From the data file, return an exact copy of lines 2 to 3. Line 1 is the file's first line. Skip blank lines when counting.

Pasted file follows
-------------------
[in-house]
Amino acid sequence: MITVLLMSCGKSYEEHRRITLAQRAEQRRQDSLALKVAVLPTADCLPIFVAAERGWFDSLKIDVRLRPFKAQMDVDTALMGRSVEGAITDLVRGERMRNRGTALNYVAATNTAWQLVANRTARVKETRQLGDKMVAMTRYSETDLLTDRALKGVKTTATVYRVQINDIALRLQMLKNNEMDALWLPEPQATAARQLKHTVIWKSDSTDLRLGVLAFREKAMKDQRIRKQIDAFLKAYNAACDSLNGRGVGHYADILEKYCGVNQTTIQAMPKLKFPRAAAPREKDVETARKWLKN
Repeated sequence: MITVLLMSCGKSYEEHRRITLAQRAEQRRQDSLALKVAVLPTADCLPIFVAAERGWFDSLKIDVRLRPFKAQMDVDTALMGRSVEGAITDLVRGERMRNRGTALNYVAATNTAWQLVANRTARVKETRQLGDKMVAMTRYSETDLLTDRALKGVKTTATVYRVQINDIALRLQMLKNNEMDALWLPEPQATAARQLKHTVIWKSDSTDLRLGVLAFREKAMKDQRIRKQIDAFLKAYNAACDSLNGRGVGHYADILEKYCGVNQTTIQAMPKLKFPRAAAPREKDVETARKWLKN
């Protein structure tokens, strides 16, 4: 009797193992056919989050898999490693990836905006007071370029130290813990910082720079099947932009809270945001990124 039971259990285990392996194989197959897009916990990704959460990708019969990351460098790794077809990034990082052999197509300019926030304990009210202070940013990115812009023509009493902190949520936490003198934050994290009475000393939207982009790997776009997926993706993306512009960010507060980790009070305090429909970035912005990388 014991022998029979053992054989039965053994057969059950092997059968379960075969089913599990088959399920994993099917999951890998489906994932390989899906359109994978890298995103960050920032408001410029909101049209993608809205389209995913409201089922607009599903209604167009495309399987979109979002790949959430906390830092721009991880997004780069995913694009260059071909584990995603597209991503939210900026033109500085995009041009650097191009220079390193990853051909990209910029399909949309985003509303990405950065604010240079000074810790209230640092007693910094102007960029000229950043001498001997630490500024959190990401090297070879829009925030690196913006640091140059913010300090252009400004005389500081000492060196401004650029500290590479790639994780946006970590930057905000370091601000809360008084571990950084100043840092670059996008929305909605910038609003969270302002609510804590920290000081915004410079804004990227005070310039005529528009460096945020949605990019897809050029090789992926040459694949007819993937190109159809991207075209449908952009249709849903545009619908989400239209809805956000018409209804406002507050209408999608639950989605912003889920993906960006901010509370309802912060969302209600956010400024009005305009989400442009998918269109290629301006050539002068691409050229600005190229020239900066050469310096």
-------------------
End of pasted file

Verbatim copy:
Amino acid sequence: MITVLLMSCGKSYEEHRRITLAQRAEQRRQDSLALKVAVLPTADCLPIFVAAERGWFDSLKIDVRLRPFKAQMDVDTALMGRSVEGAITDLVRGERMRNRGTALNYVAATNTAWQLVANRTARVKETRQLGDKMVAMTRYSETDLLTDRALKGVKTTATVYRVQINDIALRLQMLKNNEMDALWLPEPQATAARQLKHTVIWKSDSTDLRLGVLAFREKAMKDQRIRKQIDAFLKAYNAACDSLNGRGVGHYADILEKYCGVNQTTIQAMPKLKFPRAAAPREKDVETARKWLKN
Repeated sequence: MITVLLMSCGKSYEEHRRITLAQRAEQRRQDSLALKVAVLPTADCLPIFVAAERGWFDSLKIDVRLRPFKAQMDVDTALMGRSVEGAITDLVRGERMRNRGTALNYVAATNTAWQLVANRTARVKETRQLGDKMVAMTRYSETDLLTDRALKGVKTTATVYRVQINDIALRLQMLKNNEMDALWLPEPQATAARQLKHTVIWKSDSTDLRLGVLAFREKAMKDQRIRKQIDAFLKAYNAACDSLNGRGVGHYADILEKYCGVNQTTIQAMPKLKFPRAAAPREKDVETARKWLKN